Three long years after its release from early access, Rust has now arrived on consoles. This punishing game pretty much redefined the open survival genre and even to this day it manages to rake in tens of thousands of players on Steam. To see how it stacked up to its PC counterpart, I put the console version through the ringer, but I was left a little disappointed.
After waking up without clothes next to a river, you must then go out and gather the materials needed to help you survive within Rust's punishing world. Death in Rust is pretty much around every corner, as you need to manage your depleting levels of thirst, hunger, and health and protect yourself from environmental hazards such as radiation and the cold. Other players are also a major threat when exploring the open sandbox and you'll want to make sure you're appropriately armed or you'll risk having your entire inventory looted.
There is no story or objectives present within Rust and instead you must make your own fun when braving it against the elements. Using basic materials like wood, rocks, and cloth you can construct your very oven safe haven from the horrors outside and you can build weapons and armour to better protect yourself. The core loop of harvesting materials and building better gear for yourself is an addictive one and there is an alluring sense of danger too, as your current inventory is always on the line when you are out scavenging.
My biggest issues with Rust really does stem from its punishing nature. There's no tutorial present to help ease you into the game's mechanics and it was frustrating to lose my entire inventory every time I was bludgeoned to death by a naked player with a rock. This is something that I can see being appealing to some players, as there is no hand holding and it really emulates the sense of braving it alone against the elements, but I can't say it really resonated with me. I found myself having to resort to YouTube videos just to learn some of the very basics and having to lose my progress over and over wasn't exactly my idea of fun.
If you've already played Rust on PC, you might be wondering what exactly is different between this new console version of the game and the original. Well, it turns out not a great deal, which can be seen as either a positive or a negative. On the positive side, the game is a faithful port of the PC original and little has been tampered with when introducing it to a new audience of players. On the negative side though, there isn't anything too distinctive about this particular version to warrant existing players to check it out on a brand new platform.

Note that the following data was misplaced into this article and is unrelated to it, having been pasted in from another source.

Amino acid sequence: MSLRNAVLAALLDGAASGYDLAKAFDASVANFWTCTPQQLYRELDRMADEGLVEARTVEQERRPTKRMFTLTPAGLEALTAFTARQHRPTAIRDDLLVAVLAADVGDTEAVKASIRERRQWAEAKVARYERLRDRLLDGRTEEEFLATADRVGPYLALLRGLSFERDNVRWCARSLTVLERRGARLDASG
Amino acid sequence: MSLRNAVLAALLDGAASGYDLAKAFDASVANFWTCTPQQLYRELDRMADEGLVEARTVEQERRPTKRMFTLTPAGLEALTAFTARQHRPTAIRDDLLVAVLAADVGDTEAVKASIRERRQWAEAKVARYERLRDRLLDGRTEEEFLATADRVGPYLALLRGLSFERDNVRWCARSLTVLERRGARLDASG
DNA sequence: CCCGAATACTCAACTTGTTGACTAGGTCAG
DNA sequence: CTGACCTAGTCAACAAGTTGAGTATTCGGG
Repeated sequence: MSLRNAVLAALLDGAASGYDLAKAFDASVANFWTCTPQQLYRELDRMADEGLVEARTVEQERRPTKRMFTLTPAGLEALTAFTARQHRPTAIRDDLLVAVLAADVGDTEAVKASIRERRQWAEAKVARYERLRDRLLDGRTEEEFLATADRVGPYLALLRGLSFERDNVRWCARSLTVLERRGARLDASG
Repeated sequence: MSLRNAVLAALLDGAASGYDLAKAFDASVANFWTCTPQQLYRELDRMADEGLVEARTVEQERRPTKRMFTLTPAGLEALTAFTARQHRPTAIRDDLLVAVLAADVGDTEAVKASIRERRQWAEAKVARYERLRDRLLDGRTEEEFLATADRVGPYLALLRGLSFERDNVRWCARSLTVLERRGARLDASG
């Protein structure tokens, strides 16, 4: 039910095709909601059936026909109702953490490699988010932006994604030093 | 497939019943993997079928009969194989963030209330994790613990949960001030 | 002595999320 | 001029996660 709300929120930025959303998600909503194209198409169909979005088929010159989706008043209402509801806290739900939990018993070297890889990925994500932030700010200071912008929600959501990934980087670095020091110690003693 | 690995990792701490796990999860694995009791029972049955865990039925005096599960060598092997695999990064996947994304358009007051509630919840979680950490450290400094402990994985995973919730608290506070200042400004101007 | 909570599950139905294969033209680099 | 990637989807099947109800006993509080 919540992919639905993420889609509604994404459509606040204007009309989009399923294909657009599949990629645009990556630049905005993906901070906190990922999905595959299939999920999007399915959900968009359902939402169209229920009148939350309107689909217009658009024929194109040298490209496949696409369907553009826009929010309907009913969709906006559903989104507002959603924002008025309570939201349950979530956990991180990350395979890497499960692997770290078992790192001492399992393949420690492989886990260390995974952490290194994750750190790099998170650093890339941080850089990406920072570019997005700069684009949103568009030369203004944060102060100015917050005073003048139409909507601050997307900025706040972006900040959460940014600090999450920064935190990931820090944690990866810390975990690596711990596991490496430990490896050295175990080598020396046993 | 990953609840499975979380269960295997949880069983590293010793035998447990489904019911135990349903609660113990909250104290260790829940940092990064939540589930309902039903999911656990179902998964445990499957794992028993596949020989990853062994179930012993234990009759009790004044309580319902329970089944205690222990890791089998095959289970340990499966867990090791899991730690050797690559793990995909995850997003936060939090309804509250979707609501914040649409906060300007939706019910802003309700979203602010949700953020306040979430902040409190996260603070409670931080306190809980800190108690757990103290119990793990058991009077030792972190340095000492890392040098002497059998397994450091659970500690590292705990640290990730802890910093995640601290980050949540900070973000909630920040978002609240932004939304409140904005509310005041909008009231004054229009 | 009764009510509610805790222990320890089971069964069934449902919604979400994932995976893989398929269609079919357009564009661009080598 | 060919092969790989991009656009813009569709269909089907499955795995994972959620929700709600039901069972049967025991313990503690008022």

Cross-play here is present between PS4 and Xbox One, but it's not possible to play with PC players. There is, however, the option for console platforms to search for servers that are filled with players that are exclusively on their platform of choice. I personally think it was a smart move not to have cross-play between console and PC players. On PC, players would have had a clear advantage, as they could have used key binds to allow for swift shortcuts and the mouse is a much more fluid control method than the analogue sticks on a controller.
I will hold my hands up now and admit that I have never played Rust on PC, but I can say that I had no problems with how the game handled using an Xbox One controller. You can simply access your inventory by pushing up on the D-pad and just like many other action games, you press the A button to harvest materials and RT to swing or fire your weapon. The UI here is also really clean and simple to navigate even in areas like the crafting menu where there are many different categories of items that you can toggle between.
With Rust originally debuting on Steam's Early Access way back in 2013, its visuals are understandably dated by today's standard. Sure, I knew that the developers weren't going to completely overhaul its look when porting it to different platforms, but I was still surprised by just how rough around the edges things looked when compared to other more modern releases. After seeing footage, you could easily mistake the game for running on the Xbox 360, as its character models, environments, and textures severely lack polish. Had the developers decided to release the game a few years earlier on consoles (perhaps in 2018 when it made its release out of Early Access), its visuals might not have felt this jarring.
Rust Console Edition is a faithful port of the PC original that carries over all of its best and worst qualities. I found the console version's UI to be clean and simple to navigate and I appreciate that cross-play was only enabled between PS4 and Xbox One players. Whilst the port is a sound one, I still found the game's punishing nature to be to its detriment and I can see it being a sticking point for many other players. I also found its visuals to feel awfully dated and its existence feels curious almost three years after its final PC release.